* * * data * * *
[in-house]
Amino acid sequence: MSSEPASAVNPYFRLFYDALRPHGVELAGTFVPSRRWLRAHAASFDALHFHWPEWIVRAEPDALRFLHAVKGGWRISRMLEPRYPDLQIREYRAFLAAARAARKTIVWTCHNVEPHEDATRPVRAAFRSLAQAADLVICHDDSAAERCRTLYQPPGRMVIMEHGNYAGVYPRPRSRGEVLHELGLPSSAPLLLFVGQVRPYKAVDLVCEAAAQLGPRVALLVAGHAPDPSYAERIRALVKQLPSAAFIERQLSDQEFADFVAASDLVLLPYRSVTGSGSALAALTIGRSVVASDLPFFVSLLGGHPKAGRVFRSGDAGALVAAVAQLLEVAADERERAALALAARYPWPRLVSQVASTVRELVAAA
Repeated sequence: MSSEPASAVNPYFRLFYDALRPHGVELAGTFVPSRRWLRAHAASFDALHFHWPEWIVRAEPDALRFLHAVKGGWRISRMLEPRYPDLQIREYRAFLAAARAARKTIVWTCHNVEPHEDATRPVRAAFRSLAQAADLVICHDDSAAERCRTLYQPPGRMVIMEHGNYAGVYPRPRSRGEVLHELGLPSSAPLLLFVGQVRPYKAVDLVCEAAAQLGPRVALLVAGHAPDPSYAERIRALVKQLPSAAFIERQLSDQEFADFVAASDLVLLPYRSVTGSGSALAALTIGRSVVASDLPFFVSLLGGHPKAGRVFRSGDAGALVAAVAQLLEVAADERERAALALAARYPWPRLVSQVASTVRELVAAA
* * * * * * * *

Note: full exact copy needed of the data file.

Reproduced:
[in-house]
Amino acid sequence: MSSEPASAVNPYFRLFYDALRPHGVELAGTFVPSRRWLRAHAASFDALHFHWPEWIVRAEPDALRFLHAVKGGWRISRMLEPRYPDLQIREYRAFLAAARAARKTIVWTCHNVEPHEDATRPVRAAFRSLAQAADLVICHDDSAAERCRTLYQPPGRMVIMEHGNYAGVYPRPRSRGEVLHELGLPSSAPLLLFVGQVRPYKAVDLVCEAAAQLGPRVALLVAGHAPDPSYAERIRALVKQLPSAAFIERQLSDQEFADFVAASDLVLLPYRSVTGSGSALAALTIGRSVVASDLPFFVSLLGGHPKAGRVFRSGDAGALVAAVAQLLEVAADERERAALALAARYPWPRLVSQVASTVRELVAAA
Repeated sequence: MSSEPASAVNPYFRLFYDALRPHGVELAGTFVPSRRWLRAHAASFDALHFHWPEWIVRAEPDALRFLHAVKGGWRISRMLEPRYPDLQIREYRAFLAAARAARKTIVWTCHNVEPHEDATRPVRAAFRSLAQAADLVICHDDSAAERCRTLYQPPGRMVIMEHGNYAGVYPRPRSRGEVLHELGLPSSAPLLLFVGQVRPYKAVDLVCEAAAQLGPRVALLVAGHAPDPSYAERIRALVKQLPSAAFIERQLSDQEFADFVAASDLVLLPYRSVTGSGSALAALTIGRSVVASDLPFFVSLLGGHPKAGRVFRSGDAGALVAAVAQLLEVAADERERAALALAARYPWPRLVSQVASTVRELVAAA